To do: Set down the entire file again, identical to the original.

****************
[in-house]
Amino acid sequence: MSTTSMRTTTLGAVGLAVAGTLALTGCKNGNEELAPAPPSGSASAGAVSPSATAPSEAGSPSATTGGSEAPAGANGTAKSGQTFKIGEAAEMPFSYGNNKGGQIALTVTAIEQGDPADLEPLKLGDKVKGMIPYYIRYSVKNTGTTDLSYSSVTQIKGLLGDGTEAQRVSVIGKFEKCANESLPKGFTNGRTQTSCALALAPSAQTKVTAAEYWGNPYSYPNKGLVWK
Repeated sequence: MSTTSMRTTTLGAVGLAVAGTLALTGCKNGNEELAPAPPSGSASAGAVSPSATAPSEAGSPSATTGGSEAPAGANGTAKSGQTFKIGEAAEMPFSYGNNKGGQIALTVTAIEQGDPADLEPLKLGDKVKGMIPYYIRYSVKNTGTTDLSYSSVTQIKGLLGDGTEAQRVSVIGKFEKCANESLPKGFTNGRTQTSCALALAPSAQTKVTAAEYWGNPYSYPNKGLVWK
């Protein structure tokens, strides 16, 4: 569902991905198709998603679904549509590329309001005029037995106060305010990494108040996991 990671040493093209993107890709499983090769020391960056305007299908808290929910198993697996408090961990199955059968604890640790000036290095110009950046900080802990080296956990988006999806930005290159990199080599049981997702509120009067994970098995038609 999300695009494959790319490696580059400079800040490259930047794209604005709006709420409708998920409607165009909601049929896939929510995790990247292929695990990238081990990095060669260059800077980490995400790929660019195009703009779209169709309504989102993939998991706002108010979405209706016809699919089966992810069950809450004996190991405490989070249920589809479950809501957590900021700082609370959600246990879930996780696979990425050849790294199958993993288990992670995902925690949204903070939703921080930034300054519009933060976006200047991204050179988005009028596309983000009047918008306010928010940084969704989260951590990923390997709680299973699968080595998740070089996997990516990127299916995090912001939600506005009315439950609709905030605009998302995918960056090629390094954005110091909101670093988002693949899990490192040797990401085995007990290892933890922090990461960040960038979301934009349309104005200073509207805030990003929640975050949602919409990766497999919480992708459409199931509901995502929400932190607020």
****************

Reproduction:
[in-house]
Amino acid sequence: MSTTSMRTTTLGAVGLAVAGTLALTGCKNGNEELAPAPPSGSASAGAVSPSATAPSEAGSPSATTGGSEAPAGANGTAKSGQTFKIGEAAEMPFSYGNNKGGQIALTVTAIEQGDPADLEPLKLGDKVKGMIPYYIRYSVKNTGTTDLSYSSVTQIKGLLGDGTEAQRVSVIGKFEKCANESLPKGFTNGRTQTSCALALAPSAQTKVTAAEYWGNPYSYPNKGLVWK
Repeated sequence: MSTTSMRTTTLGAVGLAVAGTLALTGCKNGNEELAPAPPSGSASAGAVSPSATAPSEAGSPSATTGGSEAPAGANGTAKSGQTFKIGEAAEMPFSYGNNKGGQIALTVTAIEQGDPADLEPLKLGDKVKGMIPYYIRYSVKNTGTTDLSYSSVTQIKGLLGDGTEAQRVSVIGKFEKCANESLPKGFTNGRTQTSCALALAPSAQTKVTAAEYWGNPYSYPNKGLVWK
């Protein structure tokens, strides 16, 4: 569902991905198709998603679904549509590329309001005029037995106060305010990494108040996991 990671040493093209993107890709499983090769020391960056305007299908808290929910198993697996408090961990199955059968604890640790000036290095110009950046900080802990080296956990988006999806930005290159990199080599049981997702509120009067994970098995038609 999300695009494959790319490696580059400079800040490259930047794209604005709006709420409708998920409607165009909601049929896939929510995790990247292929695990990238081990990095060669260059800077980490995400790929660019195009703009779209169709309504989102993939998991706002108010979405209706016809699919089966992810069950809450004996190991405490989070249920589809479950809501957590900021700082609370959600246990879930996780696979990425050849790294199958993993288990992670995902925690949204903070939703921080930034300054519009933060976006200047991204050179988005009028596309983000009047918008306010928010940084969704989260951590990923390997709680299973699968080595998740070089996997990516990127299916995090912001939600506005009315439950609709905030605009998302995918960056090629390094954005110091909101670093988002693949899990490192040797990401085995007990290892933890922090990461960040960038979301934009349309104005200073509207805030990003929640975050949602919409990766497999919480992708459409199931509901995502929400932190607020």